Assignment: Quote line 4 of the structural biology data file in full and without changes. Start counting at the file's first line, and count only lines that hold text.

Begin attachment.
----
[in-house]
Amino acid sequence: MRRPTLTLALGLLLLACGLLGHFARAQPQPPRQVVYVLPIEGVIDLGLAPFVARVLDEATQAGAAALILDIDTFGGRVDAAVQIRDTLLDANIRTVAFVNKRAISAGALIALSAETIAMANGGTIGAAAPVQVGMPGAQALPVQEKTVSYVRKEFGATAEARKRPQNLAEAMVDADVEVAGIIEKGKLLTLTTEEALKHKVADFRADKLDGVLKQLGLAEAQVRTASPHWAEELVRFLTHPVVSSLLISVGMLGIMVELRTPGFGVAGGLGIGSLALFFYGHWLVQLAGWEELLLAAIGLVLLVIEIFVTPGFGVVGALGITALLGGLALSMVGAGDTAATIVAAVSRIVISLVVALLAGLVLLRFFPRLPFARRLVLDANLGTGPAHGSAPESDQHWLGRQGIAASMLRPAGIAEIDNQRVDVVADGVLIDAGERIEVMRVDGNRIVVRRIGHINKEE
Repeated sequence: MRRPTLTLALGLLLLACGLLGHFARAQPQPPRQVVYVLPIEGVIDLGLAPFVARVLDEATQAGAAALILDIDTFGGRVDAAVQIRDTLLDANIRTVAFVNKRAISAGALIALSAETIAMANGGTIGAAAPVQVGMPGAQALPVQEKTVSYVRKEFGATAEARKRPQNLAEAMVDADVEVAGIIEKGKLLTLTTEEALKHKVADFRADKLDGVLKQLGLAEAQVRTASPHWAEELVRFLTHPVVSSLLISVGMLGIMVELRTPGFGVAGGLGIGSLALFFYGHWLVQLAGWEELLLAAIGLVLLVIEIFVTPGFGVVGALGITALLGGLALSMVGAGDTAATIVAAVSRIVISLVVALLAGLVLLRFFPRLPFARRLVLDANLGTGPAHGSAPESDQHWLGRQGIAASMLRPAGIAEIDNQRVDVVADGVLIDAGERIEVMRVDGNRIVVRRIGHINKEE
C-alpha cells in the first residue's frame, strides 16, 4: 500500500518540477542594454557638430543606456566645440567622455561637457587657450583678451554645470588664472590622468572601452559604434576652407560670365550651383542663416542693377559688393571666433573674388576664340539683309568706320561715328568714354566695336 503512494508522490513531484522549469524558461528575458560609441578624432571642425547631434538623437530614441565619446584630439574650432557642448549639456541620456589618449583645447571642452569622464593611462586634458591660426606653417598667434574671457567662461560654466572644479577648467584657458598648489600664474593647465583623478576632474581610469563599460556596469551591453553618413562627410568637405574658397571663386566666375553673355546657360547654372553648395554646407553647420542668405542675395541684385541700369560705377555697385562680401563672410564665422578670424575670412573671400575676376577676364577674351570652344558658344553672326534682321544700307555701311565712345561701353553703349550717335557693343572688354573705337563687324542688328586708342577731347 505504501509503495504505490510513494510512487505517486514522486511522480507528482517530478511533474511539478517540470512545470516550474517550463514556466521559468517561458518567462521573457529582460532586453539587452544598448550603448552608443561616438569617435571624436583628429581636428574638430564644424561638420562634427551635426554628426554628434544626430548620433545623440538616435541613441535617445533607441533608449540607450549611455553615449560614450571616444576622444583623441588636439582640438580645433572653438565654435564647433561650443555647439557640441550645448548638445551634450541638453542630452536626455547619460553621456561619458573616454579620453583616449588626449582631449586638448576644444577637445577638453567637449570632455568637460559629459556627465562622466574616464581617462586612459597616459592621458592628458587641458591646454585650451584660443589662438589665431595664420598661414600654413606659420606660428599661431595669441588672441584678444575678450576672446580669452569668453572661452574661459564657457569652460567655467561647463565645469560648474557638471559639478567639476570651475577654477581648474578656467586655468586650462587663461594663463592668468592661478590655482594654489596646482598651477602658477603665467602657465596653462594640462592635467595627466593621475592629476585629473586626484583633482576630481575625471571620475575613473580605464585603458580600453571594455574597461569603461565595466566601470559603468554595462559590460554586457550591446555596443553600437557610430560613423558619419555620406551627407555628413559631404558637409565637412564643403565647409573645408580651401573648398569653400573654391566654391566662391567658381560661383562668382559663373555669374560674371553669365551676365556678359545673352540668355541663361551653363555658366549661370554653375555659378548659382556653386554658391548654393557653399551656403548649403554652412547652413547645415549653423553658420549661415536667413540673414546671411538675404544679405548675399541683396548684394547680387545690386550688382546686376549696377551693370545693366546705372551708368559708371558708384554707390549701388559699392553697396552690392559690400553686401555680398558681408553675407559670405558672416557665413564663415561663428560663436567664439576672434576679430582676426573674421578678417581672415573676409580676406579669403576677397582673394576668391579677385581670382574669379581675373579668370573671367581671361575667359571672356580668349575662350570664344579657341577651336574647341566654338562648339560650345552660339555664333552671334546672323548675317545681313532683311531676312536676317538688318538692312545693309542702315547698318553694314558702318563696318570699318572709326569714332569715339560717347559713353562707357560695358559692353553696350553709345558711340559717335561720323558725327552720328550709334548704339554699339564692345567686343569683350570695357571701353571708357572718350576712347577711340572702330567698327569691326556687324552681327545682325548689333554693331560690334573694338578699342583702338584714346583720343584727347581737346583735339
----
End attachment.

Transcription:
C-alpha cells in the first residue's frame, strides 16, 4: 500500500518540477542594454557638430543606456566645440567622455561637457587657450583678451554645470588664472590622468572601452559604434576652407560670365550651383542663416542693377559688393571666433573674388576664340539683309568706320561715328568714354566695336 503512494508522490513531484522549469524558461528575458560609441578624432571642425547631434538623437530614441565619446584630439574650432557642448549639456541620456589618449583645447571642452569622464593611462586634458591660426606653417598667434574671457567662461560654466572644479577648467584657458598648489600664474593647465583623478576632474581610469563599460556596469551591453553618413562627410568637405574658397571663386566666375553673355546657360547654372553648395554646407553647420542668405542675395541684385541700369560705377555697385562680401563672410564665422578670424575670412573671400575676376577676364577674351570652344558658344553672326534682321544700307555701311565712345561701353553703349550717335557693343572688354573705337563687324542688328586708342577731347 505504501509503495504505490510513494510512487505517486514522486511522480507528482517530478511533474511539478517540470512545470516550474517550463514556466521559468517561458518567462521573457529582460532586453539587452544598448550603448552608443561616438569617435571624436583628429581636428574638430564644424561638420562634427551635426554628426554628434544626430548620433545623440538616435541613441535617445533607441533608449540607450549611455553615449560614450571616444576622444583623441588636439582640438580645433572653438565654435564647433561650443555647439557640441550645448548638445551634450541638453542630452536626455547619460553621456561619458573616454579620453583616449588626449582631449586638448576644444577637445577638453567637449570632455568637460559629459556627465562622466574616464581617462586612459597616459592621458592628458587641458591646454585650451584660443589662438589665431595664420598661414600654413606659420606660428599661431595669441588672441584678444575678450576672446580669452569668453572661452574661459564657457569652460567655467561647463565645469560648474557638471559639478567639476570651475577654477581648474578656467586655468586650462587663461594663463592668468592661478590655482594654489596646482598651477602658477603665467602657465596653462594640462592635467595627466593621475592629476585629473586626484583633482576630481575625471571620475575613473580605464585603458580600453571594455574597461569603461565595466566601470559603468554595462559590460554586457550591446555596443553600437557610430560613423558619419555620406551627407555628413559631404558637409565637412564643403565647409573645408580651401573648398569653400573654391566654391566662391567658381560661383562668382559663373555669374560674371553669365551676365556678359545673352540668355541663361551653363555658366549661370554653375555659378548659382556653386554658391548654393557653399551656403548649403554652412547652413547645415549653423553658420549661415536667413540673414546671411538675404544679405548675399541683396548684394547680387545690386550688382546686376549696377551693370545693366546705372551708368559708371558708384554707390549701388559699392553697396552690392559690400553686401555680398558681408553675407559670405558672416557665413564663415561663428560663436567664439576672434576679430582676426573674421578678417581672415573676409580676406579669403576677397582673394576668391579677385581670382574669379581675373579668370573671367581671361575667359571672356580668349575662350570664344579657341577651336574647341566654338562648339560650345552660339555664333552671334546672323548675317545681313532683311531676312536676317538688318538692312545693309542702315547698318553694314558702318563696318570699318572709326569714332569715339560717347559713353562707357560695358559692353553696350553709345558711340559717335561720323558725327552720328550709334548704339554699339564692345567686343569683350570695357571701353571708357572718350576712347577711340572702330567698327569691326556687324552681327545682325548689333554693331560690334573694338578699342583702338584714346583720343584727347581737346583735339